Sunday, March 1, 2009

The Inner Voice

Is your inner voice more cheerleader or critic?

Mine is critic.

Critic to the point that I think it is overtly cruel. Sometimes it says things to me that if I repeated them aloud to another person, would probably get me pushed, slapped, or at a bare minimum, faced with gushing tears.

Why are we so hard on ourselves? Why, no matter how competent, capable, and mature we grow to be, do we continue to carry around those same fears & insecurities that felt crippling in junior high?

How do we change that inner monologue to reflect that which we've allowed ourselves to be blinded to?

Think you're too tall?

{sigh} I would love to have your long legs and lean physique.

Too fat?

There is someone out there who wishes they could be as skinny as you.

Too much junk in the trunk?

Bet your husband loves it - and tells you so.

Scared to quit your job and pursue your dream career because you are sure to fail?

All or nothing is not the only option. Start doing your research about your field of choice. Take a workshop, a class, strike up a conversation with someone who does what you'd like to do.

This all seems like a simple matter of perspective - and maybe it is. The inner voice does serve as rational thinker, but so very often veers into naysayer and doomsdayer. I often think I'm going to outgrow this harshest of critics, but if it hasn't happened yet, it's not looking like it ever will.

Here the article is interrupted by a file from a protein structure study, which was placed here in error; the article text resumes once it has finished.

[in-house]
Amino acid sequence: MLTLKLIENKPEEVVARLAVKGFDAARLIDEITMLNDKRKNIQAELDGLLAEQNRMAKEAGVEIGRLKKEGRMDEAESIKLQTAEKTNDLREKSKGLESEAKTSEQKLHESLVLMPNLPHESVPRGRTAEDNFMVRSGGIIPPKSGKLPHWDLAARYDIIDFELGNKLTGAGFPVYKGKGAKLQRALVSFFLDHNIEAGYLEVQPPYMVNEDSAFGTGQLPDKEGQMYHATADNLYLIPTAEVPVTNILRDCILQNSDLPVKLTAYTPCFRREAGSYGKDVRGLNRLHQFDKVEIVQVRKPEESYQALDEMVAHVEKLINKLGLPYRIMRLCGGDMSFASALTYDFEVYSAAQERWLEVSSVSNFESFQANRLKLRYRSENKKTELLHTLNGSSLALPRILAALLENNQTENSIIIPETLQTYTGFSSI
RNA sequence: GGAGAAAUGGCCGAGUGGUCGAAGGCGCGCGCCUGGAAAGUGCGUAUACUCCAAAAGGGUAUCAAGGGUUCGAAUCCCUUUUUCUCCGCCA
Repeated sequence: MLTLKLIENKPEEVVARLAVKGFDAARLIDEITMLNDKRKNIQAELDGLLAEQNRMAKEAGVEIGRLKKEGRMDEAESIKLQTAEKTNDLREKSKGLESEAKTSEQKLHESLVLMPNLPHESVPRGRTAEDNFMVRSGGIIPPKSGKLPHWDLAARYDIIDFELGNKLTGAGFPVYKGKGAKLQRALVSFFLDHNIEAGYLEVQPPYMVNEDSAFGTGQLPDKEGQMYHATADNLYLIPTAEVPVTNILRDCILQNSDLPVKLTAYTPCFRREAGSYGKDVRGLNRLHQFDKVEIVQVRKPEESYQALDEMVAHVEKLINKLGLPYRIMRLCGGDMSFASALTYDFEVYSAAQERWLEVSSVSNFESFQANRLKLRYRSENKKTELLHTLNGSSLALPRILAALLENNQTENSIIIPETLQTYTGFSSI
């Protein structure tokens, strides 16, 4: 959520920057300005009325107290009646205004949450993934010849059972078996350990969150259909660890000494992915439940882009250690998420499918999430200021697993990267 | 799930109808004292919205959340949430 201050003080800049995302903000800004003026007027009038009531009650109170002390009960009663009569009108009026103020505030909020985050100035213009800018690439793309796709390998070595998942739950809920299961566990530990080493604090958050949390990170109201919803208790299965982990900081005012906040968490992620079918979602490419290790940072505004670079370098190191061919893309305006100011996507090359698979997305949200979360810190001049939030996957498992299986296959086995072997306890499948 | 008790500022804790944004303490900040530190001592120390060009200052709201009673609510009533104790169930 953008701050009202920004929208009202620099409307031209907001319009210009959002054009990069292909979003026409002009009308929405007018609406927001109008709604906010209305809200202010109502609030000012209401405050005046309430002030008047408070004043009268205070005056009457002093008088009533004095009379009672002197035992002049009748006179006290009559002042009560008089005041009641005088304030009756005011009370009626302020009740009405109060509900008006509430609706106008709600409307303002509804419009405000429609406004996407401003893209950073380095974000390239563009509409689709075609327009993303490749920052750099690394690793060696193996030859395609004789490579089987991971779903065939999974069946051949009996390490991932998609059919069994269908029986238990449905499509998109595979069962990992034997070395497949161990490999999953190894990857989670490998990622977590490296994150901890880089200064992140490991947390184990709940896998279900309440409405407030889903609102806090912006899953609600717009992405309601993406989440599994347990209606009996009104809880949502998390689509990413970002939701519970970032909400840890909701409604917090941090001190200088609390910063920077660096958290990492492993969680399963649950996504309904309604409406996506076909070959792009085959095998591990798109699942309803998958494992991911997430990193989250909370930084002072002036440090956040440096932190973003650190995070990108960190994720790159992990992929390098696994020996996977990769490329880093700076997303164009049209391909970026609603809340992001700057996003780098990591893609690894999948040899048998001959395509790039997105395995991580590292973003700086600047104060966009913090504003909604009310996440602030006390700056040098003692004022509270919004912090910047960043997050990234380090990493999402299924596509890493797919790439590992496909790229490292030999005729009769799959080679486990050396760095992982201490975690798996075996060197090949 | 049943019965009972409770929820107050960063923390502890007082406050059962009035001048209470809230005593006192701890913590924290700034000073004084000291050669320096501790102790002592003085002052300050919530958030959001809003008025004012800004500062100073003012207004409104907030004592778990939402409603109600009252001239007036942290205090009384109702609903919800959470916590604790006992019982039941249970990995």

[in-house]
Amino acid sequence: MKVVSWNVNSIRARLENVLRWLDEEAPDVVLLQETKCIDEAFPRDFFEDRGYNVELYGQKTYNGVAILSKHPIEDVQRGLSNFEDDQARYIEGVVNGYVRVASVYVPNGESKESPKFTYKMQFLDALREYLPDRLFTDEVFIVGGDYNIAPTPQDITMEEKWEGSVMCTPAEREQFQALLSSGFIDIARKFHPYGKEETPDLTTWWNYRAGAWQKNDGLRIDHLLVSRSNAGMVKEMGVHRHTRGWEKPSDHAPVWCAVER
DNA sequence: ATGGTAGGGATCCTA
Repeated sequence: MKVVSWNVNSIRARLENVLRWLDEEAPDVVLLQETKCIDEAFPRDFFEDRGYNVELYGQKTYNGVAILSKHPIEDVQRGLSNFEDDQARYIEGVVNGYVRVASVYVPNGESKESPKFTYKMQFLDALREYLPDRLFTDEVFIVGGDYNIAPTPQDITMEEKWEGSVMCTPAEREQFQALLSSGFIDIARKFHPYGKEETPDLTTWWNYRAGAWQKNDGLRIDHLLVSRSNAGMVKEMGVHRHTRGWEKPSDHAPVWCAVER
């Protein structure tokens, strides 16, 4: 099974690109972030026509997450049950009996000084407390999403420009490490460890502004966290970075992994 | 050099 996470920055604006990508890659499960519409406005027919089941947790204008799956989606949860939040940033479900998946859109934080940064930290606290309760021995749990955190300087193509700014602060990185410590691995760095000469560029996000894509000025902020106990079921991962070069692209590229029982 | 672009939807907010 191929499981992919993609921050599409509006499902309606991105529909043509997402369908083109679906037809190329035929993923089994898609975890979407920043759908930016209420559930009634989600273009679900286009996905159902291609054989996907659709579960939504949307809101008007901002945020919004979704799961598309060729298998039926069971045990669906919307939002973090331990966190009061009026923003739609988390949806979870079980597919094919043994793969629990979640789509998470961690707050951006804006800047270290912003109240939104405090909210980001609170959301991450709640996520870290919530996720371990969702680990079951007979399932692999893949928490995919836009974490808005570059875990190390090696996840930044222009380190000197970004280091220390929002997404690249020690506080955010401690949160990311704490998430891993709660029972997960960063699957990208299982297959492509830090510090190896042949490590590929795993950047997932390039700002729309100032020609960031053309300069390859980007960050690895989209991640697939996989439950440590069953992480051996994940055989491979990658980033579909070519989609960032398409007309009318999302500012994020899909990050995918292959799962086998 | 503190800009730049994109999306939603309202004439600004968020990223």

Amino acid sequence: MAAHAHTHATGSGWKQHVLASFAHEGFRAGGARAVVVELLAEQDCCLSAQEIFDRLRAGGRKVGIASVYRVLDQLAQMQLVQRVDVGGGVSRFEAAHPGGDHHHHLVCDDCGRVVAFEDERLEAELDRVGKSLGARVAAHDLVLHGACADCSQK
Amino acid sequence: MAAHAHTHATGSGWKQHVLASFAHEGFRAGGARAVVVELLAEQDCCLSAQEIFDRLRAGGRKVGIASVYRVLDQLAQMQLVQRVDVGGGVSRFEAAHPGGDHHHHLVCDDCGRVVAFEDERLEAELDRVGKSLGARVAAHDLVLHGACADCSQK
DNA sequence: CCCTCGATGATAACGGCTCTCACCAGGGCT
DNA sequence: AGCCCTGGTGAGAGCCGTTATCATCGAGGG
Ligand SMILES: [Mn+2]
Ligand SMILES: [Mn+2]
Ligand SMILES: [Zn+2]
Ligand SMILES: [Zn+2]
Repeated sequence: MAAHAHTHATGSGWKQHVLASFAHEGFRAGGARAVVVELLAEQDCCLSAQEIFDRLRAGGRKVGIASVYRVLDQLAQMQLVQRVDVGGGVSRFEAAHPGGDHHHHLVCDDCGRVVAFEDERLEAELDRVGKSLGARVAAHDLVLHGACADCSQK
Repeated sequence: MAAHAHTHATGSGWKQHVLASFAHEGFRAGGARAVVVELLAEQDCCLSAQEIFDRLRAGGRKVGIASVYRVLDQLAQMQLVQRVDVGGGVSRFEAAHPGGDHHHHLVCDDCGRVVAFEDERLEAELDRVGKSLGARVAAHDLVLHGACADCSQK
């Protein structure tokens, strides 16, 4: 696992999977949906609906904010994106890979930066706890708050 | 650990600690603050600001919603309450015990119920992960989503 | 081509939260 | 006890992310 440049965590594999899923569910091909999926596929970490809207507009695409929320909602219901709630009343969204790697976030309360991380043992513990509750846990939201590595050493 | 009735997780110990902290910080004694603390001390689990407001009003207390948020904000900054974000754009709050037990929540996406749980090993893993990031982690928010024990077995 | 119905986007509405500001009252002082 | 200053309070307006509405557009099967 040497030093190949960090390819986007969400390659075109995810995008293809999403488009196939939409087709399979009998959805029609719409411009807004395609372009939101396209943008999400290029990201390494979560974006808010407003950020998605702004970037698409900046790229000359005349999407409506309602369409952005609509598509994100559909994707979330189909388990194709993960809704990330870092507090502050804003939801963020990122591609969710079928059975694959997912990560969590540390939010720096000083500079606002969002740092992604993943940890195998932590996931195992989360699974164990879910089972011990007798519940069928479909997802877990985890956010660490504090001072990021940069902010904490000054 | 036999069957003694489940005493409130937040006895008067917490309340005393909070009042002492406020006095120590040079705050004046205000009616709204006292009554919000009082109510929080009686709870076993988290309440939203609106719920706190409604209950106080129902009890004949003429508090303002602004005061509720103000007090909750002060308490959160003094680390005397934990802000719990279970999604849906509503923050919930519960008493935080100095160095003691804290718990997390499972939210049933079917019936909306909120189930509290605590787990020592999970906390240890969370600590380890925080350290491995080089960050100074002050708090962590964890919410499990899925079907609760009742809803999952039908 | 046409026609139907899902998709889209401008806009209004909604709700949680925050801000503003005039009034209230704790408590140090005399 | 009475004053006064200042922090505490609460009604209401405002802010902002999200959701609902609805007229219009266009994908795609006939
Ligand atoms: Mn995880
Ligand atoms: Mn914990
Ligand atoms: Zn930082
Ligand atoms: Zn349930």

I found a little snippet online about the inner voice, and a theory on how to alter it:

"...the parts of our brain that learn from experience are far more capable than the parts that learn from talking through it. We think we need to tell ourselves things like, "keep your weight over your front, don't press so hard on the violin bow..." when we're trying to learn something new or improve our performance, when that's exactly the thing that inhibits learning and improvement.

We did learn to walk, after all. And we did it with virtually no explicit "talking" instruction. Nobody compared our first steps to the steps of an expert (i.e. a parent) and "told" us how to adjust. Nobody outside or inside our head was evaluating, judging, or correcting. Think about times when people are telling you what to do when you're trying to concentrate and you finally yell at them to stop. All we need to do is take that attitude we have to people outside our head and apply it to the chattering inside our head.....the answer is focus of attention. In tennis, for example, he has people learn to focus on the ball--the seams turning, the way it bounces, and the moment at which someone hits it. Bounce-hit. Bounce-hit. Nothing about feet, arms, rackets, weight shifts. Nothing talking to--or about--you."

Try it. I'm going to.

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